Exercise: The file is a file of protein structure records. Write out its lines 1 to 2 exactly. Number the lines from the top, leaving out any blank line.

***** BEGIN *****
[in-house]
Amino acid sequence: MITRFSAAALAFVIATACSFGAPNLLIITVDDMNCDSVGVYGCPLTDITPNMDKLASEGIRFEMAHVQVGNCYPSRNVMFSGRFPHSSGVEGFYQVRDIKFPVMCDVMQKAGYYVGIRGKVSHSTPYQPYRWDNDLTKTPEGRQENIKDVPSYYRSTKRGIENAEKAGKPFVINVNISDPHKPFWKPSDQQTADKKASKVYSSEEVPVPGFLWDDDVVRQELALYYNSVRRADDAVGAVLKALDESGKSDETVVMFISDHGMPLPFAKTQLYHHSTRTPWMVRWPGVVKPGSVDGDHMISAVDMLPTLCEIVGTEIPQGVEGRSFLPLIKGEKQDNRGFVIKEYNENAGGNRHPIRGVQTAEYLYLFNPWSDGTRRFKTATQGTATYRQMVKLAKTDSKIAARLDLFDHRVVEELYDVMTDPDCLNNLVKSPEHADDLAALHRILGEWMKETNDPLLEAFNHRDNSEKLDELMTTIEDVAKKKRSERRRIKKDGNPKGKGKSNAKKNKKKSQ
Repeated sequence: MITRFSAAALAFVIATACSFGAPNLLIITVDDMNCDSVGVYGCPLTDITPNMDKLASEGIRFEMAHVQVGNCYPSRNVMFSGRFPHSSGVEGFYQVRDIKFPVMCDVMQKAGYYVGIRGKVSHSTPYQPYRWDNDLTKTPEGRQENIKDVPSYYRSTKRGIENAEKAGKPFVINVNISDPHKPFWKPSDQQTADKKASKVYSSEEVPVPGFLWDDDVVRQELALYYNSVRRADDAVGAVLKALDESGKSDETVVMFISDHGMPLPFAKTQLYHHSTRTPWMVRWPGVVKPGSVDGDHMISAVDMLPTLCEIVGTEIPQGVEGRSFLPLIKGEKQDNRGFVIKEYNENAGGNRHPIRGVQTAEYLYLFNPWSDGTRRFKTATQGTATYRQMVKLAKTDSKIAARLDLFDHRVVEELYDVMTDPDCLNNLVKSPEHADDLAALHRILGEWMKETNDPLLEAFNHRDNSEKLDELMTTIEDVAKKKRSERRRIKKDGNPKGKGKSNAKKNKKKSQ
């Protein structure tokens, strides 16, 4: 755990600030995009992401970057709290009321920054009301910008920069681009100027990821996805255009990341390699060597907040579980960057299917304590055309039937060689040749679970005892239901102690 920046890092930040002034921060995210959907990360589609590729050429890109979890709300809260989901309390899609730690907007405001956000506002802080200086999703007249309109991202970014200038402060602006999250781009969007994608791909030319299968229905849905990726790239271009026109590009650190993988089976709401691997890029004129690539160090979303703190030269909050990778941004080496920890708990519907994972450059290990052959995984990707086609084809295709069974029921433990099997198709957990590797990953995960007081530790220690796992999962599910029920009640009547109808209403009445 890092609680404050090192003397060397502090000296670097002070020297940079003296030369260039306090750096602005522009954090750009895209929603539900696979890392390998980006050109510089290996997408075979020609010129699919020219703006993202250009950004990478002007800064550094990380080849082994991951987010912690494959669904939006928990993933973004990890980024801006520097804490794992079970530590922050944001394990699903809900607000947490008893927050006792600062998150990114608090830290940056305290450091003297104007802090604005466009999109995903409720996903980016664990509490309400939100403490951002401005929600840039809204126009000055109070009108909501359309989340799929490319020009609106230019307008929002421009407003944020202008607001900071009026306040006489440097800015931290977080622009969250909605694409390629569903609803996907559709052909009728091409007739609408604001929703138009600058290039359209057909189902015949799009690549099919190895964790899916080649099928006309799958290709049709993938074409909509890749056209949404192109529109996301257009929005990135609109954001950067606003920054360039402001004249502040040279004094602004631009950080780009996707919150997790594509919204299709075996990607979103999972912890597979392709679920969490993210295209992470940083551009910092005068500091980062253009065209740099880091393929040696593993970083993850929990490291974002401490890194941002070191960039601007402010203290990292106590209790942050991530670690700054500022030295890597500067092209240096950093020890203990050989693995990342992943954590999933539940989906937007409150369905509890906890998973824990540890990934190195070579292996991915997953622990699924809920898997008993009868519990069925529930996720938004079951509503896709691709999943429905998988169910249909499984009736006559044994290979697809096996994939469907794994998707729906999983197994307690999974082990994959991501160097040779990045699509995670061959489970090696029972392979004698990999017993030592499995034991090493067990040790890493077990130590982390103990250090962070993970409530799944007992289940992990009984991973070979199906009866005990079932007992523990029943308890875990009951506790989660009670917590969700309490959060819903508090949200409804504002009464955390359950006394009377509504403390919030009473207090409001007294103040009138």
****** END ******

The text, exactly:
[in-house]
Amino acid sequence: MITRFSAAALAFVIATACSFGAPNLLIITVDDMNCDSVGVYGCPLTDITPNMDKLASEGIRFEMAHVQVGNCYPSRNVMFSGRFPHSSGVEGFYQVRDIKFPVMCDVMQKAGYYVGIRGKVSHSTPYQPYRWDNDLTKTPEGRQENIKDVPSYYRSTKRGIENAEKAGKPFVINVNISDPHKPFWKPSDQQTADKKASKVYSSEEVPVPGFLWDDDVVRQELALYYNSVRRADDAVGAVLKALDESGKSDETVVMFISDHGMPLPFAKTQLYHHSTRTPWMVRWPGVVKPGSVDGDHMISAVDMLPTLCEIVGTEIPQGVEGRSFLPLIKGEKQDNRGFVIKEYNENAGGNRHPIRGVQTAEYLYLFNPWSDGTRRFKTATQGTATYRQMVKLAKTDSKIAARLDLFDHRVVEELYDVMTDPDCLNNLVKSPEHADDLAALHRILGEWMKETNDPLLEAFNHRDNSEKLDELMTTIEDVAKKKRSERRRIKKDGNPKGKGKSNAKKNKKKSQ